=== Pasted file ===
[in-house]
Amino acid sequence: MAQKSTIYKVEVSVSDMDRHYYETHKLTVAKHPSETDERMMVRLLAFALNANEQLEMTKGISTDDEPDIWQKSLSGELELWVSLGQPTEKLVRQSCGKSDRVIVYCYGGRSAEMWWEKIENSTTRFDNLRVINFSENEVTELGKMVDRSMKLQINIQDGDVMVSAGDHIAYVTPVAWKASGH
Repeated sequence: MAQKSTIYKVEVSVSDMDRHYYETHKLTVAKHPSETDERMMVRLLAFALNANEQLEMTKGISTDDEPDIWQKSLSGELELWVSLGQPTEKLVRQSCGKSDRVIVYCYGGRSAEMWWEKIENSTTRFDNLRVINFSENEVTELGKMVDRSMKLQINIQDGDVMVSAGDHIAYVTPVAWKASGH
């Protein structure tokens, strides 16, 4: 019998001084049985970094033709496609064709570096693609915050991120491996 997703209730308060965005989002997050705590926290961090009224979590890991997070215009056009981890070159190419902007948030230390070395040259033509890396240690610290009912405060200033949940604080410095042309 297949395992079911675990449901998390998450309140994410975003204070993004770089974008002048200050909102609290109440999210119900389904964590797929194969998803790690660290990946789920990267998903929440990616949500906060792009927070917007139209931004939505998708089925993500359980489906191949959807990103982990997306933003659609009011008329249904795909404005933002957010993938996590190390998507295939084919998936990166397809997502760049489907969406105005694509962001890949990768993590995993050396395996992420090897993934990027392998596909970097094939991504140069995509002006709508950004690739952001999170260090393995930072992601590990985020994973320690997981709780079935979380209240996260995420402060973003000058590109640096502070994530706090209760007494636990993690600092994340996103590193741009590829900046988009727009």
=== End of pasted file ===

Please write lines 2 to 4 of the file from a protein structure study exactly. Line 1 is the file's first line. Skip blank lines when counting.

Amino acid sequence: MAQKSTIYKVEVSVSDMDRHYYETHKLTVAKHPSETDERMMVRLLAFALNANEQLEMTKGISTDDEPDIWQKSLSGELELWVSLGQPTEKLVRQSCGKSDRVIVYCYGGRSAEMWWEKIENSTTRFDNLRVINFSENEVTELGKMVDRSMKLQINIQDGDVMVSAGDHIAYVTPVAWKASGH
Repeated sequence: MAQKSTIYKVEVSVSDMDRHYYETHKLTVAKHPSETDERMMVRLLAFALNANEQLEMTKGISTDDEPDIWQKSLSGELELWVSLGQPTEKLVRQSCGKSDRVIVYCYGGRSAEMWWEKIENSTTRFDNLRVINFSENEVTELGKMVDRSMKLQINIQDGDVMVSAGDHIAYVTPVAWKASGH
């Protein structure tokens, strides 16, 4: 019998001084049985970094033709496609064709570096693609915050991120491996 997703209730308060965005989002997050705590926290961090009224979590890991997070215009056009981890070159190419902007948030230390070395040259033509890396240690610290009912405060200033949940604080410095042309 297949395992079911675990449901998390998450309140994410975003204070993004770089974008002048200050909102609290109440999210119900389904964590797929194969998803790690660290990946789920990267998903929440990616949500906060792009927070917007139209931004939505998708089925993500359980489906191949959807990103982990997306933003659609009011008329249904795909404005933002957010993938996590190390998507295939084919998936990166397809997502760049489907969406105005694509962001890949990768993590995993050396395996992420090897993934990027392998596909970097094939991504140069995509002006709508950004690739952001999170260090393995930072992601590990985020994973320690997981709780079935979380209240996260995420402060973003000058590109640096502070994530706090209760007494636990993690600092994340996103590193741009590829900046988009727009």